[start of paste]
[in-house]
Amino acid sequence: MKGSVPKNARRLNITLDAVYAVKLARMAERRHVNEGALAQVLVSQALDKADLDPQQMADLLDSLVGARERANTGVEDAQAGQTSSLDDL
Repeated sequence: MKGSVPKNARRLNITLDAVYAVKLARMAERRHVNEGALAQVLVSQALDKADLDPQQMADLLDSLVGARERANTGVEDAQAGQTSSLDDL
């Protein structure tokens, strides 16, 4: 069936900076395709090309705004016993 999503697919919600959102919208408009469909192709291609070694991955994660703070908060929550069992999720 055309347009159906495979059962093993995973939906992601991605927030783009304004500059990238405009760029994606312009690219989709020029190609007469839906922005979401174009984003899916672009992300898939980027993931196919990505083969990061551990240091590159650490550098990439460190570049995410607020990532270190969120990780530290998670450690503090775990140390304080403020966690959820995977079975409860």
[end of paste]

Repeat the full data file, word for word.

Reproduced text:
[in-house]
Amino acid sequence: MKGSVPKNARRLNITLDAVYAVKLARMAERRHVNEGALAQVLVSQALDKADLDPQQMADLLDSLVGARERANTGVEDAQAGQTSSLDDL
Repeated sequence: MKGSVPKNARRLNITLDAVYAVKLARMAERRHVNEGALAQVLVSQALDKADLDPQQMADLLDSLVGARERANTGVEDAQAGQTSSLDDL
């Protein structure tokens, strides 16, 4: 069936900076395709090309705004016993 999503697919919600959102919208408009469909192709291609070694991955994660703070908060929550069992999720 055309347009159906495979059962093993995973939906992601991605927030783009304004500059990238405009760029994606312009690219989709020029190609007469839906922005979401174009984003899916672009992300898939980027993931196919990505083969990061551990240091590159650490550098990439460190570049995410607020990532270190969120990780530290998670450690503090775990140390304080403020966690959820995977079975409860």